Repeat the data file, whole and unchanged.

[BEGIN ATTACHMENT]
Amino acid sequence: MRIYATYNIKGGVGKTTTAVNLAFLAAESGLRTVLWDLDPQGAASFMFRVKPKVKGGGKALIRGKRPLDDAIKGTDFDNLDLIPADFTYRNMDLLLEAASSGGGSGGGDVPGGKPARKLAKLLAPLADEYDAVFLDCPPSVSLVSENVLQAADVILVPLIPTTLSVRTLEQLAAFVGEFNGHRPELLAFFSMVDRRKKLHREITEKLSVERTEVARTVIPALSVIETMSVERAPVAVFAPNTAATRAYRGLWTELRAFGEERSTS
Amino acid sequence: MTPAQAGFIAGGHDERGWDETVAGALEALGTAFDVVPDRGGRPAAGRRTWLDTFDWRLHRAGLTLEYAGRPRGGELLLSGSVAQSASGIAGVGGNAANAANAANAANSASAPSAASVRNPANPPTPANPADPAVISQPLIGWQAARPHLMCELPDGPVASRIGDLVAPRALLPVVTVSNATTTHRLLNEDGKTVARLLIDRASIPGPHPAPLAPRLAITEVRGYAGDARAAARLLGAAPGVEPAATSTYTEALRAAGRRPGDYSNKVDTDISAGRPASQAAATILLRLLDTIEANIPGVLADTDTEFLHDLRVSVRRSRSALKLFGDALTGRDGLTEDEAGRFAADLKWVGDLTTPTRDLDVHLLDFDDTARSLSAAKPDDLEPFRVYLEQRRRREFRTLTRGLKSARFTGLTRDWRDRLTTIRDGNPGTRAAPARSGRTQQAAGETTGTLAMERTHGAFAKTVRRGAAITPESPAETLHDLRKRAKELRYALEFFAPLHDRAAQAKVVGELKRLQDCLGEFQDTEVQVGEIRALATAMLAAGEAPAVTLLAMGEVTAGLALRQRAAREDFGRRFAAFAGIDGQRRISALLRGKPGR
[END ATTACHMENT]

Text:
Amino acid sequence: MRIYATYNIKGGVGKTTTAVNLAFLAAESGLRTVLWDLDPQGAASFMFRVKPKVKGGGKALIRGKRPLDDAIKGTDFDNLDLIPADFTYRNMDLLLEAASSGGGSGGGDVPGGKPARKLAKLLAPLADEYDAVFLDCPPSVSLVSENVLQAADVILVPLIPTTLSVRTLEQLAAFVGEFNGHRPELLAFFSMVDRRKKLHREITEKLSVERTEVARTVIPALSVIETMSVERAPVAVFAPNTAATRAYRGLWTELRAFGEERSTS
Amino acid sequence: MTPAQAGFIAGGHDERGWDETVAGALEALGTAFDVVPDRGGRPAAGRRTWLDTFDWRLHRAGLTLEYAGRPRGGELLLSGSVAQSASGIAGVGGNAANAANAANAANSASAPSAASVRNPANPPTPANPADPAVISQPLIGWQAARPHLMCELPDGPVASRIGDLVAPRALLPVVTVSNATTTHRLLNEDGKTVARLLIDRASIPGPHPAPLAPRLAITEVRGYAGDARAAARLLGAAPGVEPAATSTYTEALRAAGRRPGDYSNKVDTDISAGRPASQAAATILLRLLDTIEANIPGVLADTDTEFLHDLRVSVRRSRSALKLFGDALTGRDGLTEDEAGRFAADLKWVGDLTTPTRDLDVHLLDFDDTARSLSAAKPDDLEPFRVYLEQRRRREFRTLTRGLKSARFTGLTRDWRDRLTTIRDGNPGTRAAPARSGRTQQAAGETTGTLAMERTHGAFAKTVRRGAAITPESPAETLHDLRKRAKELRYALEFFAPLHDRAAQAKVVGELKRLQDCLGEFQDTEVQVGEIRALATAMLAAGEAPAVTLLAMGEVTAGLALRQRAAREDFGRRFAAFAGIDGQRRISALLRGKPGR